Take the 2-minute tour ×
Stack Overflow is a question and answer site for professional and enthusiast programmers. It's 100% free, no registration required.

I know MVVM heavily uses the INotifyPropertyChanged, but I have never seen any usage of the INotifyPropertyChanging. Any reason why?

If I did want to use this, what would be a good way to integrate this into my MVVM Framework? I know you're not supposed to use MessageBox on your ViewModel because then you can't unit test it. So how would one go about throwing up an alert, then continuing on with the PropertyChange if applicable?

share|improve this question
What do you want to achieve here? What's the use case for knowing when a property is about to change? –  ChrisF Nov 3 '11 at 13:42
To verify to the user "Are you sure?" for certain changes... We want to ensure admins mean to change a user's username/login and they did not accidentally update the field. –  michael Nov 3 '11 at 13:46

4 Answers 4

up vote 7 down vote accepted

Something to keep in mind about INotifyPropertyChanging is you can't stop the change from happening. This merely allows you to record that the change occurred.

I use it in a framework of mine for change tracking, but it isn't an appropriate method for halting changes.

You could extend your ViewModelBase with a custom interface/event pair:

delegate void AcceptPendingChangeHandler(
    object sender,
    AcceptPendingChangeEventArgs e);

interface IAcceptPendingChange
    AcceptPendingChangeHandler PendingChange;

class AcceptPendingChangeEventArgs : EventArgs
    public string PropertyName { get; private set; }
    public object NewValue { get; private set; }
    public bool CancelPendingChange { get; set; }
    // flesh this puppy out

class ViewModelBase : IAcceptPendingChange, ...
    protected virtual bool RaiseAcceptPendingChange(
        string propertyName,
        object newValue)
        var e = new AcceptPendingChangeEventArgs(propertyName, newValue)
        var handler = this.PendingChange;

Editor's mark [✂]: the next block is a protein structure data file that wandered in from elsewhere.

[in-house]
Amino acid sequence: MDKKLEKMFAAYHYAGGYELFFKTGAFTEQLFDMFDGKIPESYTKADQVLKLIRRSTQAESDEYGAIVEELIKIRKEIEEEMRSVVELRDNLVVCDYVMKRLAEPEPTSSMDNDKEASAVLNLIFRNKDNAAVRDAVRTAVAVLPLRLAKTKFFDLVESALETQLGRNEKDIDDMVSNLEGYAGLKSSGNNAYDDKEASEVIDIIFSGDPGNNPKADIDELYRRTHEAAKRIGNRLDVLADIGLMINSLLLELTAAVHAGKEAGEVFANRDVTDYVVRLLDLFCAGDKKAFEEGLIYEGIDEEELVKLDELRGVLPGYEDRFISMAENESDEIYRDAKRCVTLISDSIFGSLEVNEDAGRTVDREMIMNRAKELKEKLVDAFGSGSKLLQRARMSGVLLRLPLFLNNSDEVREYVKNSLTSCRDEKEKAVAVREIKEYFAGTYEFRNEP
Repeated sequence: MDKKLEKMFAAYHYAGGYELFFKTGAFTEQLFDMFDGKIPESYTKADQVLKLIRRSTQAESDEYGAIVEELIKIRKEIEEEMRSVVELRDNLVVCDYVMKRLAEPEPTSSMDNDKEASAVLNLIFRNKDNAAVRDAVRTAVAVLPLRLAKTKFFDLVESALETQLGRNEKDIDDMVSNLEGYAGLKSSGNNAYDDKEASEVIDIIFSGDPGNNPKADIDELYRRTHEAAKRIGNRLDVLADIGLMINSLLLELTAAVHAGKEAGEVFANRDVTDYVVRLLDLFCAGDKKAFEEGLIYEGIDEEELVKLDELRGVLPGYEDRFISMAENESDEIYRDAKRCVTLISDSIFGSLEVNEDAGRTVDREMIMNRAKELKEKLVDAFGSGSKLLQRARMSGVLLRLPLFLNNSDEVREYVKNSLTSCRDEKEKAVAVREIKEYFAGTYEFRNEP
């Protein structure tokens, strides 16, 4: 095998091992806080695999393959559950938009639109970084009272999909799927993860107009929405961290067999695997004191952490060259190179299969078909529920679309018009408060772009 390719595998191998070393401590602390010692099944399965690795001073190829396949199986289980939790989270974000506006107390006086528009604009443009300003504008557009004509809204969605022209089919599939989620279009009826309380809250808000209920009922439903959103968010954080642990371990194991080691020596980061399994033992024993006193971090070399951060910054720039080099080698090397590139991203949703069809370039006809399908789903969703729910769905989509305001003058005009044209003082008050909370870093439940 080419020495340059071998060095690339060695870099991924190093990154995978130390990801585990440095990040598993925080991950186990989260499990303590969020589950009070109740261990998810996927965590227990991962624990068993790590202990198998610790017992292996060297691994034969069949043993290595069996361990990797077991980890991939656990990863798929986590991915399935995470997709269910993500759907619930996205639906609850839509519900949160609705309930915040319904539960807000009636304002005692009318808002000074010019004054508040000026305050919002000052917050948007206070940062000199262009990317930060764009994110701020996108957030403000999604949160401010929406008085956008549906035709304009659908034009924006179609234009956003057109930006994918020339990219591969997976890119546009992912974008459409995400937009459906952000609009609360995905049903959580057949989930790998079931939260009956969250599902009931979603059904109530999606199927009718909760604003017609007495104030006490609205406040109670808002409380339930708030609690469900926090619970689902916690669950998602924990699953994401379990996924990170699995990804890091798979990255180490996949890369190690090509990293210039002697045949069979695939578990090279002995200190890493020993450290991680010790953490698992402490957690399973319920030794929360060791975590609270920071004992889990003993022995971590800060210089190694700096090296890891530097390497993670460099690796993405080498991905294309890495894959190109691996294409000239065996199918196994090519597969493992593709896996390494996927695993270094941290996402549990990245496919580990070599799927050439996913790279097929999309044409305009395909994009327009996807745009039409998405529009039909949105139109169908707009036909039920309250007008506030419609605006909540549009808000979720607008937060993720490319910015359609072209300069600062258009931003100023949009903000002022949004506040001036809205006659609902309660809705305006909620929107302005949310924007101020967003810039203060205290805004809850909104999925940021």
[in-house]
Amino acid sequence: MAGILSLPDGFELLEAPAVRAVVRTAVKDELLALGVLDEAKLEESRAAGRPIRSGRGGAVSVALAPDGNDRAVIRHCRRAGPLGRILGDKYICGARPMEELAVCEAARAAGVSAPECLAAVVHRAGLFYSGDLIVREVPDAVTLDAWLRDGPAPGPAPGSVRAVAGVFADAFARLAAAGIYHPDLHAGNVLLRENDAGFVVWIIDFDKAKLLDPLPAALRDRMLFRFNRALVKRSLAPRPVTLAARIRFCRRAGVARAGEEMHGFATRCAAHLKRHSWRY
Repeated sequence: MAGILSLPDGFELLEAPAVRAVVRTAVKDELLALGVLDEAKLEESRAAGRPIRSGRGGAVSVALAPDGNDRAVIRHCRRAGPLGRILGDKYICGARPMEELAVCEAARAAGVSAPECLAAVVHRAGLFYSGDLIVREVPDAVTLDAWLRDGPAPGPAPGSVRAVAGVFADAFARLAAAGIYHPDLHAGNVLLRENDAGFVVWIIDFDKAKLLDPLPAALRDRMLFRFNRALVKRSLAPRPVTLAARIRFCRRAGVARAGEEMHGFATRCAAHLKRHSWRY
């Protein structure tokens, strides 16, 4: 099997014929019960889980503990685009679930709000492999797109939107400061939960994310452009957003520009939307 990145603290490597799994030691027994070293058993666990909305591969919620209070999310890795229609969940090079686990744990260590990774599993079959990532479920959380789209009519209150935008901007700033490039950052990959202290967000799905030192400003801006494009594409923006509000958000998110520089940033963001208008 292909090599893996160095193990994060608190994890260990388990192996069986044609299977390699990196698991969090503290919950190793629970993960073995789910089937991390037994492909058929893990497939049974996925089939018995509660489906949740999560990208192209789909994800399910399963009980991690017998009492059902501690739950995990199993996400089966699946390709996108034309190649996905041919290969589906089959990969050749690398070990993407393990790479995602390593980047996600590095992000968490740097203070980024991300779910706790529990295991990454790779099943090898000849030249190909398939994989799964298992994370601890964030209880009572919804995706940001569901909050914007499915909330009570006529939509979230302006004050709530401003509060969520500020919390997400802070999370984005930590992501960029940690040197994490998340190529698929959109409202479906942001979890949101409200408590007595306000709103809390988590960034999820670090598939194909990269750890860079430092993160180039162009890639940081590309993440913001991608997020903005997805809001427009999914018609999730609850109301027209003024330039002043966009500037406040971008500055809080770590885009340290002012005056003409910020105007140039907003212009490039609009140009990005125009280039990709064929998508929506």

if (null != handler)
            handler(this, e);

        return !e.CancelPendingChange;

At this point you'd need to add it by convention to your view models:

class SomeViewModel : ViewModelBase
     public string Foo
         get { return this.foo; }
             if (this.RaiseAcceptPendingChange("Foo", value))
                 this.foo = value;
share|improve this answer

To answer the second question, you could always use the Dependency Injection pattern to make your VM rely on an interface (INotifier?) and pass in a concrete implementation which pops up MessageBoxes. This leaves unit-testability intact.

Edit: The first question is probably too subjective for SO. The intent of the interface is clear but when to use it would be for very specific use cases. Dependency properties raise something similar and it can be useful for checking the new value is valid before applying it but if you're using simple properties then you could more simply put this check inside your setter. If a different component needs to check the validity then it would normally be simpler if that component made the change itself (after validating the new value) or was called explicitly to validate the change by the component making the change.

share|improve this answer

INotifyPropertyChanging gets invoked right before a property changes. Important why? So that an external event handler can throw an exception and prevent the change. And why would you want to do that? Someday it might be your only workaround to a bug in someone else's code base, so don't be so quick to remove the escape hatch.

share|improve this answer

You need INotifyPropertyChanged for example if you want to know when any variable will be changed because you can use the PropertyChangedEventHandler. On this way you can reload the gui while running the program if any dependency property which is bound at any gui element.

For the last question i think you can write a log file with your defined messages and if you want to show the user any alert you can use controls like error summary or tooltips. But if you only need this for testing you can keep the alerts under with try and catch blocks.

share|improve this answer
OP is asking about the INotifyPropertyChanging interface, not INotifyPropertyChanged –  Steve Greatrex Nov 3 '11 at 14:02
Ignoring the innocent mistake of the wrong interface, delving into log files in this scenario and try/catching non-existent exceptions for property validation isn't very good advise. –  JRoughan Nov 3 '11 at 14:12

Your Answer


By posting your answer, you agree to the privacy policy and terms of service.

Not the answer you're looking for? Browse other questions tagged or ask your own question.